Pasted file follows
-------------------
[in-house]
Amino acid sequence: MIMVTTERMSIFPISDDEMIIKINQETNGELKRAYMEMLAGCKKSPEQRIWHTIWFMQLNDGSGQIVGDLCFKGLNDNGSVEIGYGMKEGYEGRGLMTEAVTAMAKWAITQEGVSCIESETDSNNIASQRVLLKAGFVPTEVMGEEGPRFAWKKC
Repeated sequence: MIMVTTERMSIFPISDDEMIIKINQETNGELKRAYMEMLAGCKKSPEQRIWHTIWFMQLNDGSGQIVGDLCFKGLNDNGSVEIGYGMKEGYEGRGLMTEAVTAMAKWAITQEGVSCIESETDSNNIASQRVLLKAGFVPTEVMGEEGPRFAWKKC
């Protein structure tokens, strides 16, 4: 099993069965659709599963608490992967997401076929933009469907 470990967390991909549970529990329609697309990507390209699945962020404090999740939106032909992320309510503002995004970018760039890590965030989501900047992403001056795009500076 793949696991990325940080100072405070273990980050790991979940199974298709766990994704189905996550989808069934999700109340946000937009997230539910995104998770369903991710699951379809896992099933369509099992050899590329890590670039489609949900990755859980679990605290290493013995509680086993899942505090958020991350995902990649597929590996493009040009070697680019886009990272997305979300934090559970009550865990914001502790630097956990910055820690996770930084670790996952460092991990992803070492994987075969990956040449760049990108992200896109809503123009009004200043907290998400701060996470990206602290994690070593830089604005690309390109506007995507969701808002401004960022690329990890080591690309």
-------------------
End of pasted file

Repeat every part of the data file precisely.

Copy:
[in-house]
Amino acid sequence: MIMVTTERMSIFPISDDEMIIKINQETNGELKRAYMEMLAGCKKSPEQRIWHTIWFMQLNDGSGQIVGDLCFKGLNDNGSVEIGYGMKEGYEGRGLMTEAVTAMAKWAITQEGVSCIESETDSNNIASQRVLLKAGFVPTEVMGEEGPRFAWKKC
Repeated sequence: MIMVTTERMSIFPISDDEMIIKINQETNGELKRAYMEMLAGCKKSPEQRIWHTIWFMQLNDGSGQIVGDLCFKGLNDNGSVEIGYGMKEGYEGRGLMTEAVTAMAKWAITQEGVSCIESETDSNNIASQRVLLKAGFVPTEVMGEEGPRFAWKKC
């Protein structure tokens, strides 16, 4: 099993069965659709599963608490992967997401076929933009469907 470990967390991909549970529990329609697309990507390209699945962020404090999740939106032909992320309510503002995004970018760039890590965030989501900047992403001056795009500076 793949696991990325940080100072405070273990980050790991979940199974298709766990994704189905996550989808069934999700109340946000937009997230539910995104998770369903991710699951379809896992099933369509099992050899590329890590670039489609949900990755859980679990605290290493013995509680086993899942505090958020991350995902990649597929590996493009040009070697680019886009990272997305979300934090559970009550865990914001502790630097956990910055820690996770930084670790996952460092991990992803070492994987075969990956040449760049990108992200896109809503123009009004200043907290998400701060996470990206602290994690070593830089604005690309390109506007995507969701808002401004960022690329990890080591690309």